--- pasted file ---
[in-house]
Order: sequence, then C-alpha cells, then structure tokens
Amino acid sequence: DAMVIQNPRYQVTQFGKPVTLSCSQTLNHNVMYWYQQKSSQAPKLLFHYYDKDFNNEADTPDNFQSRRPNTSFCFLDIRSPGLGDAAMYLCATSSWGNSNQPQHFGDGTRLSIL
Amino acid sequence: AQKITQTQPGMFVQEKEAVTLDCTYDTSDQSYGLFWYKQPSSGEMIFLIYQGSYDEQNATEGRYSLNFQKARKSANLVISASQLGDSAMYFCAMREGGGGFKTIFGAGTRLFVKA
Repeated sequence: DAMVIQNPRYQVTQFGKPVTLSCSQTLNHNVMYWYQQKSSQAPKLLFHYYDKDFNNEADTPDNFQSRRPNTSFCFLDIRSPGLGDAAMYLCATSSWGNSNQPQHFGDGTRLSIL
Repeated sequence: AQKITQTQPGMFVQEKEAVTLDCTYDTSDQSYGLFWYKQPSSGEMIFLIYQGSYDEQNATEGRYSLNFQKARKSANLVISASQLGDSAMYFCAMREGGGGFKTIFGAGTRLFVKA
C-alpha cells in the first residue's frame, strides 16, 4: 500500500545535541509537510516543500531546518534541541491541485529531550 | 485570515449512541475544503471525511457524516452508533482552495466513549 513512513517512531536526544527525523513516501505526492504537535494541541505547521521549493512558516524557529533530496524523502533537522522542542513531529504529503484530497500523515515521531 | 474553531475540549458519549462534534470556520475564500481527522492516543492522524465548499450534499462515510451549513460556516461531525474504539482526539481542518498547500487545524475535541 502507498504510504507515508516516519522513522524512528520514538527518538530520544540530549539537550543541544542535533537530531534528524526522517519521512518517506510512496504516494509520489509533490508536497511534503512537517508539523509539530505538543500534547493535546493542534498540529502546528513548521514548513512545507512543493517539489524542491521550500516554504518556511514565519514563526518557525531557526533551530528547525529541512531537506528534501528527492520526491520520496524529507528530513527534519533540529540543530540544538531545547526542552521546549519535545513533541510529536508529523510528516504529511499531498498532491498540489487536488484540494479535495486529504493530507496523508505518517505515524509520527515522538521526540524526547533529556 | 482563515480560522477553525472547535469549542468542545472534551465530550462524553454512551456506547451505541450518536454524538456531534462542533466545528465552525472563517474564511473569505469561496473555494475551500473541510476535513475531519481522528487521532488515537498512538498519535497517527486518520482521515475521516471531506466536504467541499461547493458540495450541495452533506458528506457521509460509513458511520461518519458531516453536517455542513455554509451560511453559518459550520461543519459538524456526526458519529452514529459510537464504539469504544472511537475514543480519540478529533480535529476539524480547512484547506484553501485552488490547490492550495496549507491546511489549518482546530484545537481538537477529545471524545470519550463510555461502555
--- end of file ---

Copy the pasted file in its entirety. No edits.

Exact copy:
[in-house]
Order: sequence, then C-alpha cells, then structure tokens
Amino acid sequence: DAMVIQNPRYQVTQFGKPVTLSCSQTLNHNVMYWYQQKSSQAPKLLFHYYDKDFNNEADTPDNFQSRRPNTSFCFLDIRSPGLGDAAMYLCATSSWGNSNQPQHFGDGTRLSIL
Amino acid sequence: AQKITQTQPGMFVQEKEAVTLDCTYDTSDQSYGLFWYKQPSSGEMIFLIYQGSYDEQNATEGRYSLNFQKARKSANLVISASQLGDSAMYFCAMREGGGGFKTIFGAGTRLFVKA
Repeated sequence: DAMVIQNPRYQVTQFGKPVTLSCSQTLNHNVMYWYQQKSSQAPKLLFHYYDKDFNNEADTPDNFQSRRPNTSFCFLDIRSPGLGDAAMYLCATSSWGNSNQPQHFGDGTRLSIL
Repeated sequence: AQKITQTQPGMFVQEKEAVTLDCTYDTSDQSYGLFWYKQPSSGEMIFLIYQGSYDEQNATEGRYSLNFQKARKSANLVISASQLGDSAMYFCAMREGGGGFKTIFGAGTRLFVKA
C-alpha cells in the first residue's frame, strides 16, 4: 500500500545535541509537510516543500531546518534541541491541485529531550 | 485570515449512541475544503471525511457524516452508533482552495466513549 513512513517512531536526544527525523513516501505526492504537535494541541505547521521549493512558516524557529533530496524523502533537522522542542513531529504529503484530497500523515515521531 | 474553531475540549458519549462534534470556520475564500481527522492516543492522524465548499450534499462515510451549513460556516461531525474504539482526539481542518498547500487545524475535541 502507498504510504507515508516516519522513522524512528520514538527518538530520544540530549539537550543541544542535533537530531534528524526522517519521512518517506510512496504516494509520489509533490508536497511534503512537517508539523509539530505538543500534547493535546493542534498540529502546528513548521514548513512545507512543493517539489524542491521550500516554504518556511514565519514563526518557525531557526533551530528547525529541512531537506528534501528527492520526491520520496524529507528530513527534519533540529540543530540544538531545547526542552521546549519535545513533541510529536508529523510528516504529511499531498498532491498540489487536488484540494479535495486529504493530507496523508505518517505515524509520527515522538521526540524526547533529556 | 482563515480560522477553525472547535469549542468542545472534551465530550462524553454512551456506547451505541450518536454524538456531534462542533466545528465552525472563517474564511473569505469561496473555494475551500473541510476535513475531519481522528487521532488515537498512538498519535497517527486518520482521515475521516471531506466536504467541499461547493458540495450541495452533506458528506457521509460509513458511520461518519458531516453536517455542513455554509451560511453559518459550520461543519459538524456526526458519529452514529459510537464504539469504544472511537475514543480519540478529533480535529476539524480547512484547506484553501485552488490547490492550495496549507491546511489549518482546530484545537481538537477529545471524545470519550463510555461502555